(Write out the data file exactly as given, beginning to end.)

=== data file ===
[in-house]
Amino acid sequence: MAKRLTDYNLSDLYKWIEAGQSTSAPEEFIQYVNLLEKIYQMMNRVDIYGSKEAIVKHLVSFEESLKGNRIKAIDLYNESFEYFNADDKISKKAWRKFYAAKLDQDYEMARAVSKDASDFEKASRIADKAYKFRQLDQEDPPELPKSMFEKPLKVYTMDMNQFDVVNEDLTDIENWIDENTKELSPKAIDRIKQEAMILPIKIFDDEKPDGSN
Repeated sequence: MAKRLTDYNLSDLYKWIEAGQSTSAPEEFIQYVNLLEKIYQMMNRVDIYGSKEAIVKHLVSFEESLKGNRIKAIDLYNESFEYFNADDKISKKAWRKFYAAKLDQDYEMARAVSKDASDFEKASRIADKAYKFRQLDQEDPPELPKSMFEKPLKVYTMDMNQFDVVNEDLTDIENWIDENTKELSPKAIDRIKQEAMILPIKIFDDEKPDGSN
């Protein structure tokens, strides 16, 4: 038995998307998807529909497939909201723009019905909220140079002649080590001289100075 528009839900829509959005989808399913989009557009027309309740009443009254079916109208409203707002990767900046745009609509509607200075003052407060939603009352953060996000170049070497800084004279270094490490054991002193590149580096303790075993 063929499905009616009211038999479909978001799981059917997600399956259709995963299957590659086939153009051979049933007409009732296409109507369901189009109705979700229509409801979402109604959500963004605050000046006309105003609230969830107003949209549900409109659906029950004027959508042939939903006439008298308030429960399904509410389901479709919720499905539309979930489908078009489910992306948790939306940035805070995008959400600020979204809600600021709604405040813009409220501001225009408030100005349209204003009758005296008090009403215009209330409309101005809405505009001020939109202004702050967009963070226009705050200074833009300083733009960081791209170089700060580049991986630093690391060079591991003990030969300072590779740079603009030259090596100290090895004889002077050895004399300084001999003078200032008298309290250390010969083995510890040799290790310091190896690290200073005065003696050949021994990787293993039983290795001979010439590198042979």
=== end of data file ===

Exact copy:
[in-house]
Amino acid sequence: MAKRLTDYNLSDLYKWIEAGQSTSAPEEFIQYVNLLEKIYQMMNRVDIYGSKEAIVKHLVSFEESLKGNRIKAIDLYNESFEYFNADDKISKKAWRKFYAAKLDQDYEMARAVSKDASDFEKASRIADKAYKFRQLDQEDPPELPKSMFEKPLKVYTMDMNQFDVVNEDLTDIENWIDENTKELSPKAIDRIKQEAMILPIKIFDDEKPDGSN
Repeated sequence: MAKRLTDYNLSDLYKWIEAGQSTSAPEEFIQYVNLLEKIYQMMNRVDIYGSKEAIVKHLVSFEESLKGNRIKAIDLYNESFEYFNADDKISKKAWRKFYAAKLDQDYEMARAVSKDASDFEKASRIADKAYKFRQLDQEDPPELPKSMFEKPLKVYTMDMNQFDVVNEDLTDIENWIDENTKELSPKAIDRIKQEAMILPIKIFDDEKPDGSN
């Protein structure tokens, strides 16, 4: 038995998307998807529909497939909201723009019905909220140079002649080590001289100075 528009839900829509959005989808399913989009557009027309309740009443009254079916109208409203707002990767900046745009609509509607200075003052407060939603009352953060996000170049070497800084004279270094490490054991002193590149580096303790075993 063929499905009616009211038999479909978001799981059917997600399956259709995963299957590659086939153009051979049933007409009732296409109507369901189009109705979700229509409801979402109604959500963004605050000046006309105003609230969830107003949209549900409109659906029950004027959508042939939903006439008298308030429960399904509410389901479709919720499905539309979930489908078009489910992306948790939306940035805070995008959400600020979204809600600021709604405040813009409220501001225009408030100005349209204003009758005296008090009403215009209330409309101005809405505009001020939109202004702050967009963070226009705050200074833009300083733009960081791209170089700060580049991986630093690391060079591991003990030969300072590779740079603009030259090596100290090895004889002077050895004399300084001999003078200032008298309290250390010969083995510890040799290790310091190896690290200073005065003696050949021994990787293993039983290795001979010439590198042979």